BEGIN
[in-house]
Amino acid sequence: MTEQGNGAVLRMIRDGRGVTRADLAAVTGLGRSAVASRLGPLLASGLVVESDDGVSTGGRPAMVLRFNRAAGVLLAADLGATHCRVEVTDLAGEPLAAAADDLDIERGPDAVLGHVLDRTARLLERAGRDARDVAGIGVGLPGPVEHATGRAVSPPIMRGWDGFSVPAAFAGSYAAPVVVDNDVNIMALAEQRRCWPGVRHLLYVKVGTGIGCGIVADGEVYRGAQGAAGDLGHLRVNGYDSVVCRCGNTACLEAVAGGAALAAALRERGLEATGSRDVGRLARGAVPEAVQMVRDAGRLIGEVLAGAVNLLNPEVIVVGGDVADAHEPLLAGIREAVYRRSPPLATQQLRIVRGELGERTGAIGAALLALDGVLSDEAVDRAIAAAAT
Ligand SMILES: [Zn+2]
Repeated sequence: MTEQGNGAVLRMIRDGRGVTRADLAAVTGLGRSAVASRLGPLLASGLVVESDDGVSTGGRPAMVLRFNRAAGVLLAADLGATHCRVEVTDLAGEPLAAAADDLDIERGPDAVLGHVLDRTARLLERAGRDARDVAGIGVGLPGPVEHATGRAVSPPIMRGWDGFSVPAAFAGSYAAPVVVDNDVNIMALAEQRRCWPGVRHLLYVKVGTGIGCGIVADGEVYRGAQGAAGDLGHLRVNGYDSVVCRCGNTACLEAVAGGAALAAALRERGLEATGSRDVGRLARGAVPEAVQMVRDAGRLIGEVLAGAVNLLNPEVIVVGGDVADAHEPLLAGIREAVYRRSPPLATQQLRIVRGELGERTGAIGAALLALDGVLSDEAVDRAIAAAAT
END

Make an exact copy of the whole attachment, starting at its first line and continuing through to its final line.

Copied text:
[in-house]
Amino acid sequence: MTEQGNGAVLRMIRDGRGVTRADLAAVTGLGRSAVASRLGPLLASGLVVESDDGVSTGGRPAMVLRFNRAAGVLLAADLGATHCRVEVTDLAGEPLAAAADDLDIERGPDAVLGHVLDRTARLLERAGRDARDVAGIGVGLPGPVEHATGRAVSPPIMRGWDGFSVPAAFAGSYAAPVVVDNDVNIMALAEQRRCWPGVRHLLYVKVGTGIGCGIVADGEVYRGAQGAAGDLGHLRVNGYDSVVCRCGNTACLEAVAGGAALAAALRERGLEATGSRDVGRLARGAVPEAVQMVRDAGRLIGEVLAGAVNLLNPEVIVVGGDVADAHEPLLAGIREAVYRRSPPLATQQLRIVRGELGERTGAIGAALLALDGVLSDEAVDRAIAAAAT
Ligand SMILES: [Zn+2]
Repeated sequence: MTEQGNGAVLRMIRDGRGVTRADLAAVTGLGRSAVASRLGPLLASGLVVESDDGVSTGGRPAMVLRFNRAAGVLLAADLGATHCRVEVTDLAGEPLAAAADDLDIERGPDAVLGHVLDRTARLLERAGRDARDVAGIGVGLPGPVEHATGRAVSPPIMRGWDGFSVPAAFAGSYAAPVVVDNDVNIMALAEQRRCWPGVRHLLYVKVGTGIGCGIVADGEVYRGAQGAAGDLGHLRVNGYDSVVCRCGNTACLEAVAGGAALAAALRERGLEATGSRDVGRLARGAVPEAVQMVRDAGRLIGEVLAGAVNLLNPEVIVVGGDVADAHEPLLAGIREAVYRRSPPLATQQLRIVRGELGERTGAIGAALLALDGVLSDEAVDRAIAAAAT